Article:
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It’s already spread wider than SARS in 2003. It may not sweep the globe as swine flu did in 2009, but is more dangerous. It doesn’t kill at anywhere near the terrifying pace of Ebola in 2014, but it can be passed through the air.
Even as the number of new coronavirus cases in China appears to ebb, experts say they’re preparing for a future with a disease that past pandemics have only hinted at.
China’s lockdown of Hubei province, where the outbreak began, gave the worldseveral weeks to throw up its defenses, global health officials said Tuesday. But it hasn’t stopped the virus, with new cases popping up around the globe, potentially seeding a pandemic to come.
“Every virus is different,” said University of Michigan medical historian Howard Markel, who has studied influenza epidemics. “If anything the study of past epidemics has taught me is that anyone who predicts the future based on that is either a fool or lying because we don’t know.”
The virus has brought together elements that scare public health experts as well as average citizens. In less than three months, it’s infected tens of thousands of people. Humans have never faced it, leaving their immune systems vulnerable. And there are no vaccines to prevent 2019-nCoV, as the virus is called, or to treat the disease it causes, Covid-2019.
One certainty is that new cases will continue to emerge. On Saturday, an American passenger from a cruise ship that docked in Cambodia tested positive for the virus. It raised new worries that disembarked passengers from the boat, previously thought to be virus-free, would seed new pockets of disease.
The U.S. Centers for Disease Control and Prevention said last week that it will begin screening patients with flu symptoms for 2019-nCoV in five major U.S. cities. The effort is meant to detect whether the virus has slipped into the U.S. despite robust travel screening and quarantines that have caught the less-than-20 American cases identified so far.
The aspects the new coronavirus does share with other outbreaks are mostly human failures, not biological advantages.
In 1892, authorities in Hamburg, Germany—worried about impact cholera would have on their thriving port—initially kept quiet about some cases, allowing the disease to spread, said Markel. More than 8,000 eventually died in the city. And the disease soon arrived in New York. In Wuhan, local Chinese officials have been accused of minimizing the threat from the virus in the early weeks, when it could have been more easily stopped.
Willingness to endure economic disruption is another factor, said Markel. Epidemics are always enormously costly. Stopping trade and movement can slow a disease’s spread, but grind economies to a halt.
In a study published this month, the Chinese Center for Disease Control and Prevention warned that even with new infections in decline, they could rise again as the economy restarts, after an extension of the national Lunar New Year holiday and shutdowns of workplaces and public gathering spaces.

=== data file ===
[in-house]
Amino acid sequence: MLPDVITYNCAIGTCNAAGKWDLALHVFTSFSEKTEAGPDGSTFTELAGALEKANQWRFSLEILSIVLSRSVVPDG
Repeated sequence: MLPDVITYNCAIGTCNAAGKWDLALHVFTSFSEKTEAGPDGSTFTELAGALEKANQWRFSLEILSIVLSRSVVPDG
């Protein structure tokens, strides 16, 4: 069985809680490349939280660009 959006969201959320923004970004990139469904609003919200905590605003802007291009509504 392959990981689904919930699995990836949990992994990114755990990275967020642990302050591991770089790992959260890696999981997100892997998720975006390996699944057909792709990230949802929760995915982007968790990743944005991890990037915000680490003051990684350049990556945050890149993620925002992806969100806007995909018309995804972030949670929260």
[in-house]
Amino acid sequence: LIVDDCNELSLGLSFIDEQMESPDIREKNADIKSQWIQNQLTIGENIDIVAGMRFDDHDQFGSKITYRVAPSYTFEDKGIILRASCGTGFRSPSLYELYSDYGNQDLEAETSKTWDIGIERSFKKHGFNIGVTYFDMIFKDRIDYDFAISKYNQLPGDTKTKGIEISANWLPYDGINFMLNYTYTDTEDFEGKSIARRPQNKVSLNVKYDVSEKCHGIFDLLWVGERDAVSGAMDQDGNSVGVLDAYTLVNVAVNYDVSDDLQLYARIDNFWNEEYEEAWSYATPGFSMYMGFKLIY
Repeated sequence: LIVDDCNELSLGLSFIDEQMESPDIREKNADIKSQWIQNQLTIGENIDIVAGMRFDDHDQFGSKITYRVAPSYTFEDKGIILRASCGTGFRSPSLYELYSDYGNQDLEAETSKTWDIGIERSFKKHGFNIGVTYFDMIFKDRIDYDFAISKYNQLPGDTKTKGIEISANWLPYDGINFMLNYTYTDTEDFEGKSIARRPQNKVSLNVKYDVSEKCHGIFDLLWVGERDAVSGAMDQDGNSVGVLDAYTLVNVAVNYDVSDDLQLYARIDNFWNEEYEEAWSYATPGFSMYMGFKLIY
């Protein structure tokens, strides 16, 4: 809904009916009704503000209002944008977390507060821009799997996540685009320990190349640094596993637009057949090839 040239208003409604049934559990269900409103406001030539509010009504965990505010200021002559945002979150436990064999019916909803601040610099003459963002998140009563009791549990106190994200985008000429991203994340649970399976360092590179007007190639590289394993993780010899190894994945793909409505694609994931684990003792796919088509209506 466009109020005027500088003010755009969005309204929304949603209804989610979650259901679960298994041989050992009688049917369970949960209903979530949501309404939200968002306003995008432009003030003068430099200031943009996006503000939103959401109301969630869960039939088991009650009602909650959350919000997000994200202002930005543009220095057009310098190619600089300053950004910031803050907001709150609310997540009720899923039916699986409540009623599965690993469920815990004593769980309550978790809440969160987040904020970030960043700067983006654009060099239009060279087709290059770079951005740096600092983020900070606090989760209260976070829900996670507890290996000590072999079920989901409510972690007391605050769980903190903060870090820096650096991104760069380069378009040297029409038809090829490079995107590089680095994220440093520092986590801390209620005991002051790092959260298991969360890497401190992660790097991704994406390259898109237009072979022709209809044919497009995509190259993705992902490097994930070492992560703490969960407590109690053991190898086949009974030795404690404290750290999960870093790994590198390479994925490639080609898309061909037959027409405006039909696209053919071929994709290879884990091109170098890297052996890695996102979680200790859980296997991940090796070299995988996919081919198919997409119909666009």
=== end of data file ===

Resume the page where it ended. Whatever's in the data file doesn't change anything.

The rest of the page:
“Huge numbers of people will soon be returning to work and school,” a group of researchers at the Chinese agency wrote in their analysis. “We need to prepare for a possible rebound of the Covid-19 epidemic in the coming weeks.”
On the virus biology side, researchers still don’t know many basic parameters. One of the most crucial unknowns is whether the virus can spread when people aren’t showing symptoms. If a large fraction of people can catch and transmit the virus before becoming seriously ill, the odds of halting it with existing measures plummet, according to computer simulations run by the London School of Hygiene & Tropical Medicine.
“This virus has a firm foothold,” said Steven Riley, professor of infectious disease dynamics at Imperial College London’s MRC Centre for Global Infectious Disease Analysis. “There are many more people with it than there ever was with SARS. We don’t want this virus to become an established human pathogen. If it takes off in other parts of the world and remains a relatively severe virus, it would become a new kind of thing.”
The world should get a better view of how significant the outbreak will be in the next few weeks, as additional surveillance gives clearer insights into the virus’s spread by mid-March, said Michael Osterholm, an expert on infectious diseases at the University of Minnesota.
“We are just getting started,” he said. “If this spreads around the world, this will be just south of the 1918 pandemic,” he said, referring to the pandemic flu that killed millions a century ago. “The next three weeks are going to be critical.”
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